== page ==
Daily Note – The Return of NIARU


UK: Better than expected employment data puts the BOE in a tough spot

China: No US style crunch for China says former PBOC advisor

Japan: BOJ’s Kuroda says risks to BOJ’s price forecast have not materialized

Eurozone: France will honour pledge to bring deficit back below 3% of GDP in 2015

Portfolio: Continued move higher in US 5 Year Yields


Good morning,

I have just finished my first ever spinning class and I can hardly walk. But apparently it gets easier and, eventually, you get to the sweet spot where you actually like going to the class. I will keep you posted but right now I have about as much conviction as an Old Trafford season ticket holder.

Speaking of “sweet spots”, the UK’s latest data indicated, tentatively, that our neighbours across the sea might just have hit that sweet spot which economists call NIARU – the non accelerating inflation rate of unemployment. I realize that’s a bit of a mouthful and few economists will be front runners for the Hemmingway prize for succinct prose, but bear with me.

The NIARU is the elixir of independent central banking because it is the rate of unemployment where wage inflation doesn’t build. Remember a few weeks back I reacquainted you with the Phillips Curve? Have a look here. The Phillips Curve is in the top drawer of all decent central bankers and it postulated that there is a relationship between the rate of unemployment and the rate of inflation. If you have low unemployment you have more people working, this means more wages in the economy and as these wages are spent, prices will go up because demand goes up. As prices go up, workers will say, “Hold on! My wages should be going up too,” so they will demand higher wages. Also when there are fewer unemployed workers around, wages should go up of their own accord as employers compete with each other for the remaining workers to respond to the demand which has just been created by the fact that unemployment is down and spending is up.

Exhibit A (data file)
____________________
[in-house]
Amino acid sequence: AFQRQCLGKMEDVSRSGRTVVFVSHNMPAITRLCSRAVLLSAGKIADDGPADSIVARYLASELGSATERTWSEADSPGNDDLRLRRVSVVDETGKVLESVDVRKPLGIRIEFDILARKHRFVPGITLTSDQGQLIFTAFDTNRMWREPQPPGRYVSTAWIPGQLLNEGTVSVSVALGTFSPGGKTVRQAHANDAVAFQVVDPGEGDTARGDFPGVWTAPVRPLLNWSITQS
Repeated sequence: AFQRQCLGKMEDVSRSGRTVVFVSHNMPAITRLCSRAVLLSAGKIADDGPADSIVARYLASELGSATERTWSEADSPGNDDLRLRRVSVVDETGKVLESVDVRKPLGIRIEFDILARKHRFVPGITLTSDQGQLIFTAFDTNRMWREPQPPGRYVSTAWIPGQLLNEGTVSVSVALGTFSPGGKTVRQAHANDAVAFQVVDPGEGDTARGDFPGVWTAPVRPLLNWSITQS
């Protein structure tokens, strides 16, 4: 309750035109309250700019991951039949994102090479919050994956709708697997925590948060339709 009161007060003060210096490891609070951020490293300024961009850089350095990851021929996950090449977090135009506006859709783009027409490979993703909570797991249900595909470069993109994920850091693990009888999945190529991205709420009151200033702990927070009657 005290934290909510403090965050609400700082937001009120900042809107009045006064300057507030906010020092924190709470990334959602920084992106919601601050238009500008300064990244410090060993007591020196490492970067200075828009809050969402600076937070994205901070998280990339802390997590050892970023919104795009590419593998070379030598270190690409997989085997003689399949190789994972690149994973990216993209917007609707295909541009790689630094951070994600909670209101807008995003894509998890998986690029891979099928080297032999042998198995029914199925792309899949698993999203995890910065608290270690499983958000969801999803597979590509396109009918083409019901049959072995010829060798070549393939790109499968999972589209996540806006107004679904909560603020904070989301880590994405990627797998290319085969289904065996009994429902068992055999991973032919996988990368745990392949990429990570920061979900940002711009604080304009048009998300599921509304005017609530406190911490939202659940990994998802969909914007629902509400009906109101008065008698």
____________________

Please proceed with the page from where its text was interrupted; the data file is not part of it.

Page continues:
Implicitly, Mark Carney, believed that the NIARU in the UK was an unemployment rate of 7%. Anything under that would begin to push up wages and he would have to respond by ultimately raising interest rates to keep within his inflation targets. The logic of the whole exercise is  that if unemployment falls below 7%, inflation will rise.  7% is the NIARU. It is that rate of unemployment where inflation doesn’t rise. It is just right, not too hot and not too cold.

But what if he is wrong?

Yesterday, the UK registered much lower unemployment that expected and much lower wage inflation than expected. There are loads of jobs around and wages aren’t going up. This implies that the NIARU isn’t 7% and unemployment below 7% does not necessarily presage a hike in interest rates.

What if the NIARU is 6% or 5% or even 4%? This has massive implications for the rate of interest. If the NIARU is 5%, then UK rates don’t have to go up for a long, long time.

But why would the NIARU change?

Well there are numerous reasons. The first could be that workers are so petrified of losing what little they have, that they will work for any money. This would be because they know that if they don’t take the job, the next lad will. This is a reflection of the amount of lads and lassies looking for work. If there are loads and loads of people willing to work for nothing, the NIARU will be lower than people expected.